Friday, May 28, 2010

New tool in the works: TFTPTheft

Most sysadmins just love the idea of switching on a box that just works automatically. In the case of IP phones that is typically possible by setting up the right DHCP config and a TFTP server hosting firmware and configuration.
My introduction to TFTP
The TFTP protocol typically runs over port 69, and the above image shows a rather insecure doll. The TFTP protocol is rather simple and lightweight:
  • Runs on top of UDP
  • Does not support authentication
  • Only supports pulling and pushing (GET and PUT) of files (no directory listing)
New tools?
    So to retrieve a file from a reachable tftp server, one only needs to know or guess the correct filename. There are a couple of tools which do this already including a Metasploit module. However what I wanted was more specific:
    • A tool that's fast like SIPVicious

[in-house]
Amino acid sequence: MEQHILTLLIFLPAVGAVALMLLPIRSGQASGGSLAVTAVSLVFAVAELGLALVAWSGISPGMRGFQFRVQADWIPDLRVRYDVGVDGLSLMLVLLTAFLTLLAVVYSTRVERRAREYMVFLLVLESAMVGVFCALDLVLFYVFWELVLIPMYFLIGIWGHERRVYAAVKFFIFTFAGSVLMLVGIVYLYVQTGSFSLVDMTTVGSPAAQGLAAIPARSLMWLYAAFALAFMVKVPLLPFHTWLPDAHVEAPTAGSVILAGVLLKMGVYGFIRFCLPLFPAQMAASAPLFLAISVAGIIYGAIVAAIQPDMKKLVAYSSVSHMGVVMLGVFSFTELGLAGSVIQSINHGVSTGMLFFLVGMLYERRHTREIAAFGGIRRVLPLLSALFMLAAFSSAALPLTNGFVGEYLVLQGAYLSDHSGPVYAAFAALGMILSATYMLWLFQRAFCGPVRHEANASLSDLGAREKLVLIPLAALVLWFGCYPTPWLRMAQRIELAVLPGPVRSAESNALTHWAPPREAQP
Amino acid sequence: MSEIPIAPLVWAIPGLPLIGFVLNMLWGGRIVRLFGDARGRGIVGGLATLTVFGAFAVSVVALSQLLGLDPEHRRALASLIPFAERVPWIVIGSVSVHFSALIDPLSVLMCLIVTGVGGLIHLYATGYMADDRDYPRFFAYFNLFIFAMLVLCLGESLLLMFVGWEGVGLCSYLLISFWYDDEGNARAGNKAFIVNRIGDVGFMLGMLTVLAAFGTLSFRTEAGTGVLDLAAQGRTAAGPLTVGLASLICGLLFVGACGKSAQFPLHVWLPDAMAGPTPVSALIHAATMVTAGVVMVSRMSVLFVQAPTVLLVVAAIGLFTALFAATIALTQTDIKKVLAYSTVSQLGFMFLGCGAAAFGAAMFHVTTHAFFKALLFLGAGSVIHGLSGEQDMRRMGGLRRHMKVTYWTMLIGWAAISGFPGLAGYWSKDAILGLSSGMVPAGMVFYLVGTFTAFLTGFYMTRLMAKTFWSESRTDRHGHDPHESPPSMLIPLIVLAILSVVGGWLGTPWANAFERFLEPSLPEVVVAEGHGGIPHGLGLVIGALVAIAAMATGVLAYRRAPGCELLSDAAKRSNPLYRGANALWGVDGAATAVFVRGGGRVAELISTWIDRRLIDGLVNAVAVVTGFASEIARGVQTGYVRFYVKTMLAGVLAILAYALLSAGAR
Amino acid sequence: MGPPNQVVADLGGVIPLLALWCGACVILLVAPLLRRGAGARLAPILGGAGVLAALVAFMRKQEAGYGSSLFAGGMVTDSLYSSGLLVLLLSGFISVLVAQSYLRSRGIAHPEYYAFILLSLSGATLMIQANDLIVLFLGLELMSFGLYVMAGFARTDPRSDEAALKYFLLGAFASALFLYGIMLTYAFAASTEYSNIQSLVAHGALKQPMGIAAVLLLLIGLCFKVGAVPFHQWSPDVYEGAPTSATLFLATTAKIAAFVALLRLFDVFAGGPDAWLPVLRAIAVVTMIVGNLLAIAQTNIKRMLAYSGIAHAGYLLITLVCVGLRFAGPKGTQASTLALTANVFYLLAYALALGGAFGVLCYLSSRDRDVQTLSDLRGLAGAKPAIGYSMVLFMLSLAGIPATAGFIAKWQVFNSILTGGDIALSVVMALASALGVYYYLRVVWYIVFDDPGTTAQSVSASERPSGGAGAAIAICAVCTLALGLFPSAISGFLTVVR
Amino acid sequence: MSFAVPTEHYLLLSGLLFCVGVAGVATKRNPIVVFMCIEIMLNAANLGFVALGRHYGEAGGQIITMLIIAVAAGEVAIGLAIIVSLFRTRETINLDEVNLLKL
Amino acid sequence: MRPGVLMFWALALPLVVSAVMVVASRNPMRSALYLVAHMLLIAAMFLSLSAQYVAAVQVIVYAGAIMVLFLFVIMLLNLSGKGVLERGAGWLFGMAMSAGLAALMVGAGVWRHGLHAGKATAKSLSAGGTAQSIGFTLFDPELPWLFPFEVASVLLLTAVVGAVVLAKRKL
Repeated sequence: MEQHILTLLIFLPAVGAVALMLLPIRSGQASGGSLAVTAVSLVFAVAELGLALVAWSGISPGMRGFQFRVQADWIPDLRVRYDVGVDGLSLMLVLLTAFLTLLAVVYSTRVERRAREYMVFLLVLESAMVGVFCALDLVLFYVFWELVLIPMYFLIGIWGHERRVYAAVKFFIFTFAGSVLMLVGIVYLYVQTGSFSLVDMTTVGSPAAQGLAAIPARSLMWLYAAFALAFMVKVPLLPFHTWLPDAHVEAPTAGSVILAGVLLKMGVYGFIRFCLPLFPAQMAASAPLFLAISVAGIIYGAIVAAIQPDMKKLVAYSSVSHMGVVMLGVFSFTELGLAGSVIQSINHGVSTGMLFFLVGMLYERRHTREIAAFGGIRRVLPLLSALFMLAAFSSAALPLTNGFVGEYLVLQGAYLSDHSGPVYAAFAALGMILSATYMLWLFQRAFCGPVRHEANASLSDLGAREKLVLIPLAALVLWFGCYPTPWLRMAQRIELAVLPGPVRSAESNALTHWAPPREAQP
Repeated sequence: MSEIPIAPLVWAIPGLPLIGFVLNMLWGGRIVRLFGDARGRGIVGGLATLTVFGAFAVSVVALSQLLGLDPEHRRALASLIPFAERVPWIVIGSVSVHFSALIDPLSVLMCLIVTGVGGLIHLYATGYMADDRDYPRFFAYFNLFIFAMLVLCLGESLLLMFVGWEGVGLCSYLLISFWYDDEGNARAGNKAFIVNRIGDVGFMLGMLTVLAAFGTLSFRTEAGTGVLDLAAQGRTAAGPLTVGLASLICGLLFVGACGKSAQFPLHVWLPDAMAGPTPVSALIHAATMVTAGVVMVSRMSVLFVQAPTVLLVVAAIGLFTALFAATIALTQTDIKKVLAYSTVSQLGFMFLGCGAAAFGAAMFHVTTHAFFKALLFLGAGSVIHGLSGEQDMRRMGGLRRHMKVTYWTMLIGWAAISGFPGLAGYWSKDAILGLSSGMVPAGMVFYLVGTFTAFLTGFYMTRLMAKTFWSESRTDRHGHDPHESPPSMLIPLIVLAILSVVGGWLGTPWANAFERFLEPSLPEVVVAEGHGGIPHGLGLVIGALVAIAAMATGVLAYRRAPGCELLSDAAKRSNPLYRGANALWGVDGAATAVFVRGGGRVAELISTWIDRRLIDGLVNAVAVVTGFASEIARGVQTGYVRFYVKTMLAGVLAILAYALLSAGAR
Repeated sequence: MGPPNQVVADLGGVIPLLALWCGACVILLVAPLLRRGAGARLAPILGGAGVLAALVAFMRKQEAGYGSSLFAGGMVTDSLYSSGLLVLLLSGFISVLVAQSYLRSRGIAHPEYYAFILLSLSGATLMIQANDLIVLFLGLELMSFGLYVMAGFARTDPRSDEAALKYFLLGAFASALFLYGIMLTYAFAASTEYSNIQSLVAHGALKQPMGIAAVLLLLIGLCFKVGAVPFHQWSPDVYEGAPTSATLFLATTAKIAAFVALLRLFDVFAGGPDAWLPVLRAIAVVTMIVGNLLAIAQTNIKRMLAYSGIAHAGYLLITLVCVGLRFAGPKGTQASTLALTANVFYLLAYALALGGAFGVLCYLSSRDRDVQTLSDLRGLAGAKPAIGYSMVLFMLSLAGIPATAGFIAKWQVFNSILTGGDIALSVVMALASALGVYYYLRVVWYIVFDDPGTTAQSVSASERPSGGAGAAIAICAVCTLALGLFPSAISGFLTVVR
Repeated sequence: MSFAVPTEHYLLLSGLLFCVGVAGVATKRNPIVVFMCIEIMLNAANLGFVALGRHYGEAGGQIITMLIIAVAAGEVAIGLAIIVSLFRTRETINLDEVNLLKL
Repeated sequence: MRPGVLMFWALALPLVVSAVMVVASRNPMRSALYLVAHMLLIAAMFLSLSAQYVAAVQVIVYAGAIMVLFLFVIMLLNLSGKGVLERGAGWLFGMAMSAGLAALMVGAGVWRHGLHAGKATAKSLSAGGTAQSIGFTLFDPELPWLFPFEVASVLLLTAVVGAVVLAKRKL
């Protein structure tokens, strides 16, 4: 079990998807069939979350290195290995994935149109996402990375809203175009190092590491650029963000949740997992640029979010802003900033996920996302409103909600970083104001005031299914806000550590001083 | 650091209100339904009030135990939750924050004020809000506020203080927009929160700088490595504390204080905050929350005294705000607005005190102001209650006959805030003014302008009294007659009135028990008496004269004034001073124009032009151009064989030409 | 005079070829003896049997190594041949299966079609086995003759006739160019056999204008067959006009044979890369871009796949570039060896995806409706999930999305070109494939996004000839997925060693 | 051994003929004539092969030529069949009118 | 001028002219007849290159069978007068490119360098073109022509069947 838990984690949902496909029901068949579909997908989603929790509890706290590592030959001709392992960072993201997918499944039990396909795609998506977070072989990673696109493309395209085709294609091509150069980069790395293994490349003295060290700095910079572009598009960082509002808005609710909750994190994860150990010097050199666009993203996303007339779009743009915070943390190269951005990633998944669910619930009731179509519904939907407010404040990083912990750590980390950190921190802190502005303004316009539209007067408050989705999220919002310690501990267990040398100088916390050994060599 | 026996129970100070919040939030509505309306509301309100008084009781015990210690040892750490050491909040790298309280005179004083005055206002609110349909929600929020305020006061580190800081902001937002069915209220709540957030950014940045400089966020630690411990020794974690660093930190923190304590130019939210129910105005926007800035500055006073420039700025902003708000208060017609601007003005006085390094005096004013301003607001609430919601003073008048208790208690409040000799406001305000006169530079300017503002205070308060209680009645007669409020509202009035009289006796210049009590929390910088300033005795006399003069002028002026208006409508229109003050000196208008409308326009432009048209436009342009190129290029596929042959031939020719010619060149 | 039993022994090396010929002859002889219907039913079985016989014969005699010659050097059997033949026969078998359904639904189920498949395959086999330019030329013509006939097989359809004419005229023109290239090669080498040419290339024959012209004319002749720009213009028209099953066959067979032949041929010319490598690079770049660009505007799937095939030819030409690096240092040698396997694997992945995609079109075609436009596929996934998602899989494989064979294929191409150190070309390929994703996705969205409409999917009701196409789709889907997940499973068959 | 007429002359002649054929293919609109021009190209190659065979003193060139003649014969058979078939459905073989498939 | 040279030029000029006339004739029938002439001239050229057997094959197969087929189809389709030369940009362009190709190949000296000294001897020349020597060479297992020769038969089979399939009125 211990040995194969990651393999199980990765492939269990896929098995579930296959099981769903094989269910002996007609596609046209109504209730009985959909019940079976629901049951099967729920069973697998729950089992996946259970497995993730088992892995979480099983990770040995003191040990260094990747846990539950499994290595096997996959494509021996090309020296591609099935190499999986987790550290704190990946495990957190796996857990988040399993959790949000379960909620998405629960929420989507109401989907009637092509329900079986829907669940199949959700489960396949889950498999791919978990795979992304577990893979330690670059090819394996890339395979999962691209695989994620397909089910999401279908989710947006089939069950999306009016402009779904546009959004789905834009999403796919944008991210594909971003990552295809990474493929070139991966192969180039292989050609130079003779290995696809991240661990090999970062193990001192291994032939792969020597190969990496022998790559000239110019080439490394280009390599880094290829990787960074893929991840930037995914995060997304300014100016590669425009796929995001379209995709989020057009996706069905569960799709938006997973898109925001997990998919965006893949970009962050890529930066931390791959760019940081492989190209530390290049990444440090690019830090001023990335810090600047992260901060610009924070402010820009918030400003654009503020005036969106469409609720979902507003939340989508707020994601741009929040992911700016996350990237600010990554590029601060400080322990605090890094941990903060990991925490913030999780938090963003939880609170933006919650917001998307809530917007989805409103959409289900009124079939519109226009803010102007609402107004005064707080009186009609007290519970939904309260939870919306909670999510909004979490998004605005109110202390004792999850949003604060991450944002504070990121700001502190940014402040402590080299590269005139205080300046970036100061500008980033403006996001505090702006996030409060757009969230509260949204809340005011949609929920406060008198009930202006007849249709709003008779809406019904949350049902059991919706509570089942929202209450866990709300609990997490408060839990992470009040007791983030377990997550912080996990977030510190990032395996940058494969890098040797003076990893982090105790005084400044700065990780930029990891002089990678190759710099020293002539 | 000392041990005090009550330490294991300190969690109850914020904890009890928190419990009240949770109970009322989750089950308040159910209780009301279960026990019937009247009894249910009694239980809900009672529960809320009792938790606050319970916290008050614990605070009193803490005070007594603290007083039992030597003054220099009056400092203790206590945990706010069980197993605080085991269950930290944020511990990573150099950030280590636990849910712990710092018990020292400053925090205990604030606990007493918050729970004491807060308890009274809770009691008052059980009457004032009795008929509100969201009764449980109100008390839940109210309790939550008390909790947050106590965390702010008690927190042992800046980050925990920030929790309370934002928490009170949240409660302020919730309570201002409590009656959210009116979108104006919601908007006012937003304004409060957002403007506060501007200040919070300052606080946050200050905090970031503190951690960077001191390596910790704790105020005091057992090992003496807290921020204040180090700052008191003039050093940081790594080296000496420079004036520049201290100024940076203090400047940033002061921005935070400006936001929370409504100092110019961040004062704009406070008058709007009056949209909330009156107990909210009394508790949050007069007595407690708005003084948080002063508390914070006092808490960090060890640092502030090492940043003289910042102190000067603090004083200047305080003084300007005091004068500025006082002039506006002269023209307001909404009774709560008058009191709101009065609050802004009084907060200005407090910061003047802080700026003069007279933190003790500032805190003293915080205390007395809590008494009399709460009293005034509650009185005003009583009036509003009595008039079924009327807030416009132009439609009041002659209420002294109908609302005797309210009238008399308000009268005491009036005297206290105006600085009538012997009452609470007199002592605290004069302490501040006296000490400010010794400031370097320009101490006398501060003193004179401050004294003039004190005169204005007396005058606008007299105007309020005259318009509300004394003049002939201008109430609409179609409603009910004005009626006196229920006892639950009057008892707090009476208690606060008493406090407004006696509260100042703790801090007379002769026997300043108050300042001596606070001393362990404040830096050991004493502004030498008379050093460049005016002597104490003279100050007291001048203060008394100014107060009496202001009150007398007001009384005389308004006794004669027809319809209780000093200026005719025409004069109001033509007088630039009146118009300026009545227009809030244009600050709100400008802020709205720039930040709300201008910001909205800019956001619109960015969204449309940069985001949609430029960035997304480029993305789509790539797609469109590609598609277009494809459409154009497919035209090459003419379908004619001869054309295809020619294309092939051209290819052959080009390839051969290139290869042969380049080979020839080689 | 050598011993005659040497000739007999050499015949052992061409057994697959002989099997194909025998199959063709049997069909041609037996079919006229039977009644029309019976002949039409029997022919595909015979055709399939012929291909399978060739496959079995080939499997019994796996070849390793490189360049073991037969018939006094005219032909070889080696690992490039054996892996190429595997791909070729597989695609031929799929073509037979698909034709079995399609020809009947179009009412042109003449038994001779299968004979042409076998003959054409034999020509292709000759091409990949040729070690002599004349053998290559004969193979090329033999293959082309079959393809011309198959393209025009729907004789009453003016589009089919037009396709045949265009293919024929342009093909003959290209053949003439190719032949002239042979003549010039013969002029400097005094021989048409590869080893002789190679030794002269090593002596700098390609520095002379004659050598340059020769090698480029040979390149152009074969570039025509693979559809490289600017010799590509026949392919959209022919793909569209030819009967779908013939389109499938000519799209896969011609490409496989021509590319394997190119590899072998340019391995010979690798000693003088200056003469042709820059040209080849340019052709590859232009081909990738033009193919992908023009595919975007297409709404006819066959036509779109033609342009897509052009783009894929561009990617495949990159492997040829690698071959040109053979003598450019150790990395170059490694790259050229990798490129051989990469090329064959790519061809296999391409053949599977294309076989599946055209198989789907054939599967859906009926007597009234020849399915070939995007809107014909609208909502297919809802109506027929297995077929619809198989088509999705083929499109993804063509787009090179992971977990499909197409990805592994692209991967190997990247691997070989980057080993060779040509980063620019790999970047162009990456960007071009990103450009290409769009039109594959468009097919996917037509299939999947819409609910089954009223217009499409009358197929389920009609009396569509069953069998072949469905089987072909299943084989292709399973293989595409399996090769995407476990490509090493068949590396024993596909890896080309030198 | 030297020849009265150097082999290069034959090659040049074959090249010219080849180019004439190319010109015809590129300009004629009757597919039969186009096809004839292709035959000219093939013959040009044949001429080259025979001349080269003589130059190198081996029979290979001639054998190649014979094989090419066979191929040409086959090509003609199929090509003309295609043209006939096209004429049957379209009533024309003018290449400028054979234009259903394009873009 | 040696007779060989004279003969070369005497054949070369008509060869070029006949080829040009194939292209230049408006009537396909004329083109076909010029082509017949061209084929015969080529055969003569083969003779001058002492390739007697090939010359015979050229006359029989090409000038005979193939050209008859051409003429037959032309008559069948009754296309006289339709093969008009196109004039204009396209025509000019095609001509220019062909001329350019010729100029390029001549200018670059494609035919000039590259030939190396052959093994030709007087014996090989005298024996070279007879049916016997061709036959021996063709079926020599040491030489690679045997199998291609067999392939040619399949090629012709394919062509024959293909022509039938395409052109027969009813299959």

• Which allows me to brute-force ranges of Cisco phone filenames (say SEP[mac-address].cnf.xml)
    • And one which just downloads the guessed files as the TFTP server is being scanned
    Therefore I'm releasing a new set of tools called TFTPTheft which includes 2 new tools:
    • thief.py, which does what I just described (guess filenames and download files)
    • finder.py, which searches for TFTP servers on the network
    To give it a try, the code is currently in a mercurial repo and you can pull it by:
    hg clone https://tftptheft.googlecode.com/hg/ tftptheft
    I am releasing this code so that you can send me feedback. So please go forth and give this a try, run it against your VoIP system (it's likely that the PBX / Call manager will have a TFTP server running). Then send me an email with your experience: sandro at enablesecurity.com

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